mention is made of his skin problems or the bald pate which the hat
protected from the sun. We read of an unsmiling visage on television but
not of the twinkling blue eyes that greeted those who met him.
Clark’s affair with
Pat Gray is an out-of-body experience. Had they been intimate in 1948?
In 1955, the diary reads “I fell in love with her again.” Was it amour fou? The diary continues: “went to the Curtin Hotel and then
to the Melbourne cemetery”; Matthews finds nothing to remark on in the
latter stopover. Nor are we allowed to glimpse Gray’s attractiveness:
intellectual, physical, emotional? Matthews
recounts this episode straight, so that, this once, actuality is not the
shadow of some novel.
Meeting Soviet Man
(1960) does not escape that mediation when Matthews sets off on a frolic
with Bruce Chatwin in Patagonia and Geroge Orwell in Paris, London and
Catalonia to place Meeting Soviet
Man in a genre of “narrative modes” . This approach would be
valuable had Matthews pinned down the particulars of Clark and his
context, twin wants not remedied by throwing in a mention of Sokurov’s
film of the Hermitage, Russian Ark.
A link between Meeting Soviet Man and the vatic impulse throughout the history
volume occurs in a letter of Clark’s comparing settler Australia with
the USSR as places where a society might improve while the individual is
crushed by that advance.
In discussing the Bulletin’s review by M. H. Ellis of Volume One as “History
without facts”, Matthews misses the chance to turn his critical
apparatus onto Ellis’s prose style as one more reason for his distaste
for Clark. In a group of essays, Andrew Moore has etched the portrait of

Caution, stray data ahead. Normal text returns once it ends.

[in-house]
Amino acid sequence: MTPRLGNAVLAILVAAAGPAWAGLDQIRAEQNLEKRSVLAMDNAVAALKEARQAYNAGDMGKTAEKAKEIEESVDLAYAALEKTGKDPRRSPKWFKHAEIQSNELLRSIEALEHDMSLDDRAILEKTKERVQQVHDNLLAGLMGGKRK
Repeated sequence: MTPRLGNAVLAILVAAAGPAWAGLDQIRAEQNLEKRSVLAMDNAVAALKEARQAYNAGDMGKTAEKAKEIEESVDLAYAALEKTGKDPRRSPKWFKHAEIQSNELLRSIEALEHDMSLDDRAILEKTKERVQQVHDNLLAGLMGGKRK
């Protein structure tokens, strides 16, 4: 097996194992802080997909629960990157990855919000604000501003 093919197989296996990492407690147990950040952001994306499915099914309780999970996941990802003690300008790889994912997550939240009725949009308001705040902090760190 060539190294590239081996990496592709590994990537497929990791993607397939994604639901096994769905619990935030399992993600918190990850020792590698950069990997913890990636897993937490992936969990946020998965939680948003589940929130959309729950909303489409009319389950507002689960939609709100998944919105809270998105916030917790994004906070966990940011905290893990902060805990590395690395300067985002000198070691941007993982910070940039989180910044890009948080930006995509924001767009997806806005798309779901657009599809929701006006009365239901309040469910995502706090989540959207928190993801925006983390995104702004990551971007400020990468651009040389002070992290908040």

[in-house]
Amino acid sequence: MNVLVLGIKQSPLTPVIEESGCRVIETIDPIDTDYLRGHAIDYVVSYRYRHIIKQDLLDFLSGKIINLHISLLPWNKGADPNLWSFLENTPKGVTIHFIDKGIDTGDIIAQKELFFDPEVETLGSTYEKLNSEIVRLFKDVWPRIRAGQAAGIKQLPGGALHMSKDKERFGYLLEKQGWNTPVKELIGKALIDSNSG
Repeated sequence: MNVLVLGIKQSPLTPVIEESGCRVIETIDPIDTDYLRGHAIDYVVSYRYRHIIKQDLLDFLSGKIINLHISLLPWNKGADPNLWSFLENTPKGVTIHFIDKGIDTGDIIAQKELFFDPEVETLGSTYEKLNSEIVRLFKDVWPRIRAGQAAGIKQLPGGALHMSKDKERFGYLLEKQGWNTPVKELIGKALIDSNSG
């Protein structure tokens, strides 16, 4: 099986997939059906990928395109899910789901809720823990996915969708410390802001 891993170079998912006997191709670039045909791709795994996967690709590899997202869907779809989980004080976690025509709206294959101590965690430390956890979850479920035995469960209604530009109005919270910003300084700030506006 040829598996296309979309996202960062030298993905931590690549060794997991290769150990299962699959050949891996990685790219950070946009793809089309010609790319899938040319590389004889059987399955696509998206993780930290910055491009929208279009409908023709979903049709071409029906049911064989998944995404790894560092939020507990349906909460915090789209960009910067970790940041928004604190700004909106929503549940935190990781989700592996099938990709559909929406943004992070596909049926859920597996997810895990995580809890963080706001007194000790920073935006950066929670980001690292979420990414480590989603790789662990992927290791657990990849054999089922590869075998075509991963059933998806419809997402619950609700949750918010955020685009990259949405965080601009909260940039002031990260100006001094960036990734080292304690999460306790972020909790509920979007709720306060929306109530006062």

Ellis that Matthews needed.
Since Ellis’s blast,
conventional wisdom has spread that Clark is sloppy and biased. A
scholar should test those allegations. Matthews throws in some of his
own, for instance, misrepresenting the initial paragraph to chapter 11
in volume III:
It is Matthews who has
bloated one paragraph into “the whole story”. He needed to look no
further than the title of the chapter, “Colonial Gentlemen and Bush
Barbarians” to see that, for Clark, the whole story is conflicted. His
second paragraph begins: “The aspirations of the agents of
civilization had been both noble and high-minded.” The chapter ends
with a paean to mateship.
By adding showing-off
to indolence and inattention, Matthews blights his attempts at character
analysis as shown in the
following tangle of parentheticals, which cannot be dignified as a
The sense of
‘Allgemeine’ is surely “my all, my world”, at most, with
overtones of common good and general knowledge.
Clark falls victim to Matthews’s dependence on the diaries. Although
she twice walked out, she did not break up the family. A mother lioness
who cuffed her own, she stood between them and outsiders. She had reason
enough to be unyielding but, in presenting the marriage through
Manning’s diary, Matthews makes her refusal to forgive appear cruel.
When Matthews allows her voice break through, late in 1974, we are
jolted: “About acceptance. I think we ought to accept a future in
which you live according to your instinctive set of priorities and I
react according to mine. Assurances, written or oral, are to be avoided
– the ensuing disappointments are unhelpful.”
Their last child was
conceived in January 1955, the month before the affair with Pat Gray.
Did Dymphna deny Manning her bed? And if so, what did this withdrawal
mean for her sex life and, hence, her temper? None of these tempests was
apparent to those who knew her as hostess or language tutor. Matthews
gives us none of her gardening, her soups and meringues, her
self-description as “just a Belgian peasant” who reworked a jumper
she had knitted into a tea-cosy. We see nothing on her scholarship from
the 1960s on, her efforts for a Treaty with indigenous Australians, her
Green politics, and her circle of women friends. Matthews calls her
“splendid” but provides none of the texture to make that praise